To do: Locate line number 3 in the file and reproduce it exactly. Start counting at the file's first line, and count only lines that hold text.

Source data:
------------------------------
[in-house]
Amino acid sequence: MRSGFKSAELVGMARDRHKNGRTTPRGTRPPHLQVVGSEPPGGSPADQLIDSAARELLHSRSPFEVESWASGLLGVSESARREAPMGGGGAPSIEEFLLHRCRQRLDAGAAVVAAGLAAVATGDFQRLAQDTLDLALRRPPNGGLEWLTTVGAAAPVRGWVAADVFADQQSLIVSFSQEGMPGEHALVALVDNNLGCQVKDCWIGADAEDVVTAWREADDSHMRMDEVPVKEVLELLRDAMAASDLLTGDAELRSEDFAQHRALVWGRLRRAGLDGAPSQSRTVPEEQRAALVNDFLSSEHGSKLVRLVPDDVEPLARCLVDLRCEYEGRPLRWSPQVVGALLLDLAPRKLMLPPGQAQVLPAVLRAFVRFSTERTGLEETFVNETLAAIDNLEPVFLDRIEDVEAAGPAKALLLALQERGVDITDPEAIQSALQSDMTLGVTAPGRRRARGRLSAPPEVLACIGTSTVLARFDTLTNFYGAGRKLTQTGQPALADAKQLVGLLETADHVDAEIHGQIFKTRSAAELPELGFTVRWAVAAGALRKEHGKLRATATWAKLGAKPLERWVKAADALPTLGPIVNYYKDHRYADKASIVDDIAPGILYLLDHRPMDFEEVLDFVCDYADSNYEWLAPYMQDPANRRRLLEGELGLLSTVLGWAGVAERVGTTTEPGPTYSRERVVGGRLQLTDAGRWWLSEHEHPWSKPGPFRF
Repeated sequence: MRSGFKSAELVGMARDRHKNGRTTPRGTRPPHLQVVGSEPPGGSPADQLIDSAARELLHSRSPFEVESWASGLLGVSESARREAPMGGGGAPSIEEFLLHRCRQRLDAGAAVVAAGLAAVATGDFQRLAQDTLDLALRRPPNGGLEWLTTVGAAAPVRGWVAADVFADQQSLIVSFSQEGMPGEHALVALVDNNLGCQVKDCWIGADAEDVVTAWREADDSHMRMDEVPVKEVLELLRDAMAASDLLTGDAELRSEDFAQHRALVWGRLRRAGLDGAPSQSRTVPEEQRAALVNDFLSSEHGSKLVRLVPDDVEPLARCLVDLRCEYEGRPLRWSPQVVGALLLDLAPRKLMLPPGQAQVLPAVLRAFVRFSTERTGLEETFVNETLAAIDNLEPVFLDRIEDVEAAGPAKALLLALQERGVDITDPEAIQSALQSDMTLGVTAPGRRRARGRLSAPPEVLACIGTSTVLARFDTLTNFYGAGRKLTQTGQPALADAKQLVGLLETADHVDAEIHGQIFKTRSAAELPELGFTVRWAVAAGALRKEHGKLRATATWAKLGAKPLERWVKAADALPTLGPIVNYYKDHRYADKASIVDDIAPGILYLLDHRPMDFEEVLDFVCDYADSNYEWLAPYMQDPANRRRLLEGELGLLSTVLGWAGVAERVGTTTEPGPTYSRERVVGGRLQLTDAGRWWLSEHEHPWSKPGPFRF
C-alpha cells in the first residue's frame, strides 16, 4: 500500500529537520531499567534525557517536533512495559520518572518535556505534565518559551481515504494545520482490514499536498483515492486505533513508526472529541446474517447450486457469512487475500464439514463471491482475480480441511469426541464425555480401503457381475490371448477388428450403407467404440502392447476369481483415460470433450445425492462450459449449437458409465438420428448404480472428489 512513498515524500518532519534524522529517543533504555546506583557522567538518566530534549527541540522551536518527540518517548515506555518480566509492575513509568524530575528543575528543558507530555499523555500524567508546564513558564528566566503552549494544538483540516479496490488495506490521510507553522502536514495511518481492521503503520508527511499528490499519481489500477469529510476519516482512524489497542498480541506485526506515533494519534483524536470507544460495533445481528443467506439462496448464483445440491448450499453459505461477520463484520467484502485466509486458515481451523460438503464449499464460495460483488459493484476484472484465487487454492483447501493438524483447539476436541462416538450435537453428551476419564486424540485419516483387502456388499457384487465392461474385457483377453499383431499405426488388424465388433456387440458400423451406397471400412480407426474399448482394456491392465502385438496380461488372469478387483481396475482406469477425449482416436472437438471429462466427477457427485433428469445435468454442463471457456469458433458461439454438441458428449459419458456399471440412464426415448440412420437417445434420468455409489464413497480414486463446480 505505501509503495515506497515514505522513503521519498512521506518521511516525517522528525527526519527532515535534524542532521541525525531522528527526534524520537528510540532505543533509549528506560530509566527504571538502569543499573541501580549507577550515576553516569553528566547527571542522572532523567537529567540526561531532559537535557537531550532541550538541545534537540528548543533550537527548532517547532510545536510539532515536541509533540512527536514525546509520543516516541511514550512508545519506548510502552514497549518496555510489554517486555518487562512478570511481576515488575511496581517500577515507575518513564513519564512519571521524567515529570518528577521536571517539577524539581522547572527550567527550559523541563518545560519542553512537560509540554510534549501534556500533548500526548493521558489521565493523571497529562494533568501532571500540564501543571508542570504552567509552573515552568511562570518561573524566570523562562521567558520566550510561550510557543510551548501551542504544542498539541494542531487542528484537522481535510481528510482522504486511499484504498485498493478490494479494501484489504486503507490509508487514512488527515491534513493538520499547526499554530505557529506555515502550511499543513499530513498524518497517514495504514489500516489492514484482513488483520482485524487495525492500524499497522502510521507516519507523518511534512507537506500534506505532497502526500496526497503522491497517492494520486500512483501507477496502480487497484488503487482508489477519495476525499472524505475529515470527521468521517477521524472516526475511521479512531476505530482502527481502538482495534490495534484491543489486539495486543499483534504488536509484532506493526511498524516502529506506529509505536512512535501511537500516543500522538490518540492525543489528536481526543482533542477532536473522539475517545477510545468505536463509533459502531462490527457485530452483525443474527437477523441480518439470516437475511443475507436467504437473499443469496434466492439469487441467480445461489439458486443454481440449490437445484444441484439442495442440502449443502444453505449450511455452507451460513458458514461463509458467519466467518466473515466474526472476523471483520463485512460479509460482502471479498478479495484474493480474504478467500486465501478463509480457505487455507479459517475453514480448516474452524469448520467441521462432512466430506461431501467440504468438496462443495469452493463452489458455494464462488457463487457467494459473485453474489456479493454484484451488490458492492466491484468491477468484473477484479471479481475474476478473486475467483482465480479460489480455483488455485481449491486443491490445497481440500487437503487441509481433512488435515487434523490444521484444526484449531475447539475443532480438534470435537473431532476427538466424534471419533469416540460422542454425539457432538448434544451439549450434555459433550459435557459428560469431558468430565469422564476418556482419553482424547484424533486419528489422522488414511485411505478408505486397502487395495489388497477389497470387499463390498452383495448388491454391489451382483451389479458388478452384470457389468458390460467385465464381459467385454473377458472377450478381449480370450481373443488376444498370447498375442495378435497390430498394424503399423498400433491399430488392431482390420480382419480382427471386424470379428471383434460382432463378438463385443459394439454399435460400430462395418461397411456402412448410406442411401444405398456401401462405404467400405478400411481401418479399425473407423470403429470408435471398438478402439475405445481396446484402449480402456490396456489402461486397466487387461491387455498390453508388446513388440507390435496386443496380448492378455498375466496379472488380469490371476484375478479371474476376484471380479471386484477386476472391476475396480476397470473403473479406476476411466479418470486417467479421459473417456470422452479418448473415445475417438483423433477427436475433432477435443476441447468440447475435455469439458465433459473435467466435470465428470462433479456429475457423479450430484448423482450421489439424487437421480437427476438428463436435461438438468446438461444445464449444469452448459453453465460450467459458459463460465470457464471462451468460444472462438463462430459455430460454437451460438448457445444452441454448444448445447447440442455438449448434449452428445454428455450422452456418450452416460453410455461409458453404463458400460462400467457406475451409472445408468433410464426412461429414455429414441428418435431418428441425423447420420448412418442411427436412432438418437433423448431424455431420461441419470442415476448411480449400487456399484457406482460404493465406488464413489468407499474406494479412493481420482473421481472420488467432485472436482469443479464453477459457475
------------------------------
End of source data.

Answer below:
Repeated sequence: MRSGFKSAELVGMARDRHKNGRTTPRGTRPPHLQVVGSEPPGGSPADQLIDSAARELLHSRSPFEVESWASGLLGVSESARREAPMGGGGAPSIEEFLLHRCRQRLDAGAAVVAAGLAAVATGDFQRLAQDTLDLALRRPPNGGLEWLTTVGAAAPVRGWVAADVFADQQSLIVSFSQEGMPGEHALVALVDNNLGCQVKDCWIGADAEDVVTAWREADDSHMRMDEVPVKEVLELLRDAMAASDLLTGDAELRSEDFAQHRALVWGRLRRAGLDGAPSQSRTVPEEQRAALVNDFLSSEHGSKLVRLVPDDVEPLARCLVDLRCEYEGRPLRWSPQVVGALLLDLAPRKLMLPPGQAQVLPAVLRAFVRFSTERTGLEETFVNETLAAIDNLEPVFLDRIEDVEAAGPAKALLLALQERGVDITDPEAIQSALQSDMTLGVTAPGRRRARGRLSAPPEVLACIGTSTVLARFDTLTNFYGAGRKLTQTGQPALADAKQLVGLLETADHVDAEIHGQIFKTRSAAELPELGFTVRWAVAAGALRKEHGKLRATATWAKLGAKPLERWVKAADALPTLGPIVNYYKDHRYADKASIVDDIAPGILYLLDHRPMDFEEVLDFVCDYADSNYEWLAPYMQDPANRRRLLEGELGLLSTVLGWAGVAERVGTTTEPGPTYSRERVVGGRLQLTDAGRWWLSEHEHPWSKPGPFRF